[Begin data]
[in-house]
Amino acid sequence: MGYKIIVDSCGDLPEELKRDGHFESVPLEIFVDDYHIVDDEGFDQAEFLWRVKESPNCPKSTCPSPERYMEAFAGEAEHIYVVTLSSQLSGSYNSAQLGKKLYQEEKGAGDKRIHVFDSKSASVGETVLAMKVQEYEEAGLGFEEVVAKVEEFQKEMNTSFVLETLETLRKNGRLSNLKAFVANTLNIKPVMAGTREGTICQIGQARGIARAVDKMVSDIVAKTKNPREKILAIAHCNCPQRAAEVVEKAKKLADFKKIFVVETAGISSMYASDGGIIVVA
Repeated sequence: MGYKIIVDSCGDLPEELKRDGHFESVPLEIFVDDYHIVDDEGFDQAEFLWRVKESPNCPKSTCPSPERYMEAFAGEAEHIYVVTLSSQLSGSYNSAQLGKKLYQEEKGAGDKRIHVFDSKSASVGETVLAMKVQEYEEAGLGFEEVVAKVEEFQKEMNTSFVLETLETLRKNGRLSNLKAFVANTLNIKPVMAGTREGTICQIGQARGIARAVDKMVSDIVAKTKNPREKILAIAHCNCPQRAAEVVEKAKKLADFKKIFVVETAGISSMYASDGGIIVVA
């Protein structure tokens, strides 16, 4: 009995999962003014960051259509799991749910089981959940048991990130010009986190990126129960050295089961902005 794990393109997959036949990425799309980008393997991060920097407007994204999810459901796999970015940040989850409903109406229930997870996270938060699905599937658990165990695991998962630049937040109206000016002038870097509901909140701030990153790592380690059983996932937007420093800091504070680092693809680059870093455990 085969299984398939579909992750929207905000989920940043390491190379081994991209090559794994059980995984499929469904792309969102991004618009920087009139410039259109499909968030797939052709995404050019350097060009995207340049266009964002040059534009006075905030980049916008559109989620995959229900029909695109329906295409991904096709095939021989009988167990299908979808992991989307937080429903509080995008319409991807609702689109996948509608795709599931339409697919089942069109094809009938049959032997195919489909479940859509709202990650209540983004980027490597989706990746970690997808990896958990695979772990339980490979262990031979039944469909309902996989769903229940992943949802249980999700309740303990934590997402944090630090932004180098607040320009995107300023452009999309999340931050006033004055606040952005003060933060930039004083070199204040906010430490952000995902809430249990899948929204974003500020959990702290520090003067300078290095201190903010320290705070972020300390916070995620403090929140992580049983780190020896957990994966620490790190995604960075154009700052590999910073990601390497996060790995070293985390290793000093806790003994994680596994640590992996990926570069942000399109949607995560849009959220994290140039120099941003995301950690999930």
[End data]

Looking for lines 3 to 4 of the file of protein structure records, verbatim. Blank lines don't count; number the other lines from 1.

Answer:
Repeated sequence: MGYKIIVDSCGDLPEELKRDGHFESVPLEIFVDDYHIVDDEGFDQAEFLWRVKESPNCPKSTCPSPERYMEAFAGEAEHIYVVTLSSQLSGSYNSAQLGKKLYQEEKGAGDKRIHVFDSKSASVGETVLAMKVQEYEEAGLGFEEVVAKVEEFQKEMNTSFVLETLETLRKNGRLSNLKAFVANTLNIKPVMAGTREGTICQIGQARGIARAVDKMVSDIVAKTKNPREKILAIAHCNCPQRAAEVVEKAKKLADFKKIFVVETAGISSMYASDGGIIVVA
């Protein structure tokens, strides 16, 4: 009995999962003014960051259509799991749910089981959940048991990130010009986190990126129960050295089961902005 794990393109997959036949990425799309980008393997991060920097407007994204999810459901796999970015940040989850409903109406229930997870996270938060699905599937658990165990695991998962630049937040109206000016002038870097509901909140701030990153790592380690059983996932937007420093800091504070680092693809680059870093455990 085969299984398939579909992750929207905000989920940043390491190379081994991209090559794994059980995984499929469904792309969102991004618009920087009139410039259109499909968030797939052709995404050019350097060009995207340049266009964002040059534009006075905030980049916008559109989620995959229900029909695109329906295409991904096709095939021989009988167990299908979808992991989307937080429903509080995008319409991807609702689109996948509608795709599931339409697919089942069109094809009938049959032997195919489909479940859509709202990650209540983004980027490597989706990746970690997808990896958990695979772990339980490979262990031979039944469909309902996989769903229940992943949802249980999700309740303990934590997402944090630090932004180098607040320009995107300023452009999309999340931050006033004055606040952005003060933060930039004083070199204040906010430490952000995902809430249990899948929204974003500020959990702290520090003067300078290095201190903010320290705070972020300390916070995620403090929140992580049983780190020896957990994966620490790190995604960075154009700052590999910073990601390497996060790995070293985390290793000093806790003994994680596994640590992996990926570069942000399109949607995560849009959220994290140039120099941003995301950690999930």